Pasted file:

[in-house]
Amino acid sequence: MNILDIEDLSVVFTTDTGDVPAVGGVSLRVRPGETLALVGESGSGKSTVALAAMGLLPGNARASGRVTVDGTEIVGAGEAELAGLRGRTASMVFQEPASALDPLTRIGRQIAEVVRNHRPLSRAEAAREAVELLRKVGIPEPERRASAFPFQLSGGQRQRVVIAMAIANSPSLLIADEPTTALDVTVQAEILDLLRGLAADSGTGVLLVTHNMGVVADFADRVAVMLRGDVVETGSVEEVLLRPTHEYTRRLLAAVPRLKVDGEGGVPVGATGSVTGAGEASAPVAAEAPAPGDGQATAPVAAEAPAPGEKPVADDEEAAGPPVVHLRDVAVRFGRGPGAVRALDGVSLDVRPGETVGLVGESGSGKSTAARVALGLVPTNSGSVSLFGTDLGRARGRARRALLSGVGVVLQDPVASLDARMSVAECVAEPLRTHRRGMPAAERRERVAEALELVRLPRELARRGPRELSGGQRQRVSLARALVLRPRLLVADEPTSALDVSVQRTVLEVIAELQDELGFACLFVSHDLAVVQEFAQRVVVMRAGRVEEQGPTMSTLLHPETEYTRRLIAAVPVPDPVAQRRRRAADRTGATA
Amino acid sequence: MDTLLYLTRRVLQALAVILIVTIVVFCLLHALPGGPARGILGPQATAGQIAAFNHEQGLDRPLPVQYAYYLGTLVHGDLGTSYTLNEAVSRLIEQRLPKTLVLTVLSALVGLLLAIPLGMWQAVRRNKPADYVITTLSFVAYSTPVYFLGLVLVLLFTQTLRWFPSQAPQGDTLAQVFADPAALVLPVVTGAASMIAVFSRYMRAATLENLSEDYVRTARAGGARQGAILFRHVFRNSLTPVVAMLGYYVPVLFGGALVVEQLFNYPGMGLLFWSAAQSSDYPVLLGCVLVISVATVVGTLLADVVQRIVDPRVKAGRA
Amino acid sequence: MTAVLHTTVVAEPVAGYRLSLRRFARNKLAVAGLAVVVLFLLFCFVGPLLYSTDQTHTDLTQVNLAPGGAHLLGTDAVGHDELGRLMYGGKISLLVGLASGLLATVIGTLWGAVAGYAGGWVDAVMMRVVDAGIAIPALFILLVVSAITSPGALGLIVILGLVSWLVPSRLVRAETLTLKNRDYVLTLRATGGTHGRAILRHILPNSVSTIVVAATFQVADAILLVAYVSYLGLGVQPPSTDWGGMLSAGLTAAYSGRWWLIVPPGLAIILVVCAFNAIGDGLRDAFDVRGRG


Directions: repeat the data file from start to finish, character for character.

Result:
[in-house]
Amino acid sequence: MNILDIEDLSVVFTTDTGDVPAVGGVSLRVRPGETLALVGESGSGKSTVALAAMGLLPGNARASGRVTVDGTEIVGAGEAELAGLRGRTASMVFQEPASALDPLTRIGRQIAEVVRNHRPLSRAEAAREAVELLRKVGIPEPERRASAFPFQLSGGQRQRVVIAMAIANSPSLLIADEPTTALDVTVQAEILDLLRGLAADSGTGVLLVTHNMGVVADFADRVAVMLRGDVVETGSVEEVLLRPTHEYTRRLLAAVPRLKVDGEGGVPVGATGSVTGAGEASAPVAAEAPAPGDGQATAPVAAEAPAPGEKPVADDEEAAGPPVVHLRDVAVRFGRGPGAVRALDGVSLDVRPGETVGLVGESGSGKSTAARVALGLVPTNSGSVSLFGTDLGRARGRARRALLSGVGVVLQDPVASLDARMSVAECVAEPLRTHRRGMPAAERRERVAEALELVRLPRELARRGPRELSGGQRQRVSLARALVLRPRLLVADEPTSALDVSVQRTVLEVIAELQDELGFACLFVSHDLAVVQEFAQRVVVMRAGRVEEQGPTMSTLLHPETEYTRRLIAAVPVPDPVAQRRRRAADRTGATA
Amino acid sequence: MDTLLYLTRRVLQALAVILIVTIVVFCLLHALPGGPARGILGPQATAGQIAAFNHEQGLDRPLPVQYAYYLGTLVHGDLGTSYTLNEAVSRLIEQRLPKTLVLTVLSALVGLLLAIPLGMWQAVRRNKPADYVITTLSFVAYSTPVYFLGLVLVLLFTQTLRWFPSQAPQGDTLAQVFADPAALVLPVVTGAASMIAVFSRYMRAATLENLSEDYVRTARAGGARQGAILFRHVFRNSLTPVVAMLGYYVPVLFGGALVVEQLFNYPGMGLLFWSAAQSSDYPVLLGCVLVISVATVVGTLLADVVQRIVDPRVKAGRA
Amino acid sequence: MTAVLHTTVVAEPVAGYRLSLRRFARNKLAVAGLAVVVLFLLFCFVGPLLYSTDQTHTDLTQVNLAPGGAHLLGTDAVGHDELGRLMYGGKISLLVGLASGLLATVIGTLWGAVAGYAGGWVDAVMMRVVDAGIAIPALFILLVVSAITSPGALGLIVILGLVSWLVPSRLVRAETLTLKNRDYVLTLRATGGTHGRAILRHILPNSVSTIVVAATFQVADAILLVAYVSYLGLGVQPPSTDWGGMLSAGLTAAYSGRWWLIVPPGLAIILVVCAFNAIGDGLRDAFDVRGRG